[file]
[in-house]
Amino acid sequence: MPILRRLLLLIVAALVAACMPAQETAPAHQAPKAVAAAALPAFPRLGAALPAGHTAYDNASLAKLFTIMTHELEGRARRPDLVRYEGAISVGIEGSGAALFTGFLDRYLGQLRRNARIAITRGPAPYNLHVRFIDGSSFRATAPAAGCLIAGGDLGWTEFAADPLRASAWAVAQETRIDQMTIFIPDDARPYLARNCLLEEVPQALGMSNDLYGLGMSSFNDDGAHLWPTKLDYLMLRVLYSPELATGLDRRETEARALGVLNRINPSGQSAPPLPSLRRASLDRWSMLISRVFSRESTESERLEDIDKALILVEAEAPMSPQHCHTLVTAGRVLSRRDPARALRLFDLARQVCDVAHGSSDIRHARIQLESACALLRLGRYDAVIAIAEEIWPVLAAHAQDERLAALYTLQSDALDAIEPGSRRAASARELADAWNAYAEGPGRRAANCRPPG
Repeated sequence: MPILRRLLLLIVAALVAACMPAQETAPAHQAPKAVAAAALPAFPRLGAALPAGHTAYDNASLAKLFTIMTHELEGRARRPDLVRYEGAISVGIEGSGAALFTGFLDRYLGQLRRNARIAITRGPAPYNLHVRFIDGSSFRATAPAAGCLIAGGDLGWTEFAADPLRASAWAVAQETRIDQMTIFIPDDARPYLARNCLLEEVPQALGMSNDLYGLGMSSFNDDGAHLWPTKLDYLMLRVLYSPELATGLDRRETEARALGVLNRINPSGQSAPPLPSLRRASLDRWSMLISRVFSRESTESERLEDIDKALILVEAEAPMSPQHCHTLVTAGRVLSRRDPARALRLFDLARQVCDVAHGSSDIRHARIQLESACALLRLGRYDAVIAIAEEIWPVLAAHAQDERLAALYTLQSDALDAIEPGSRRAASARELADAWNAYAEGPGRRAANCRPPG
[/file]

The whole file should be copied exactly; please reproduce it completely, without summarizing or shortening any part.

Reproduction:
[in-house]
Amino acid sequence: MPILRRLLLLIVAALVAACMPAQETAPAHQAPKAVAAAALPAFPRLGAALPAGHTAYDNASLAKLFTIMTHELEGRARRPDLVRYEGAISVGIEGSGAALFTGFLDRYLGQLRRNARIAITRGPAPYNLHVRFIDGSSFRATAPAAGCLIAGGDLGWTEFAADPLRASAWAVAQETRIDQMTIFIPDDARPYLARNCLLEEVPQALGMSNDLYGLGMSSFNDDGAHLWPTKLDYLMLRVLYSPELATGLDRRETEARALGVLNRINPSGQSAPPLPSLRRASLDRWSMLISRVFSRESTESERLEDIDKALILVEAEAPMSPQHCHTLVTAGRVLSRRDPARALRLFDLARQVCDVAHGSSDIRHARIQLESACALLRLGRYDAVIAIAEEIWPVLAAHAQDERLAALYTLQSDALDAIEPGSRRAASARELADAWNAYAEGPGRRAANCRPPG
Repeated sequence: MPILRRLLLLIVAALVAACMPAQETAPAHQAPKAVAAAALPAFPRLGAALPAGHTAYDNASLAKLFTIMTHELEGRARRPDLVRYEGAISVGIEGSGAALFTGFLDRYLGQLRRNARIAITRGPAPYNLHVRFIDGSSFRATAPAAGCLIAGGDLGWTEFAADPLRASAWAVAQETRIDQMTIFIPDDARPYLARNCLLEEVPQALGMSNDLYGLGMSSFNDDGAHLWPTKLDYLMLRVLYSPELATGLDRRETEARALGVLNRINPSGQSAPPLPSLRRASLDRWSMLISRVFSRESTESERLEDIDKALILVEAEAPMSPQHCHTLVTAGRVLSRRDPARALRLFDLARQVCDVAHGSSDIRHARIQLESACALLRLGRYDAVIAIAEEIWPVLAAHAQDERLAALYTLQSDALDAIEPGSRRAASARELADAWNAYAEGPGRRAANCRPPG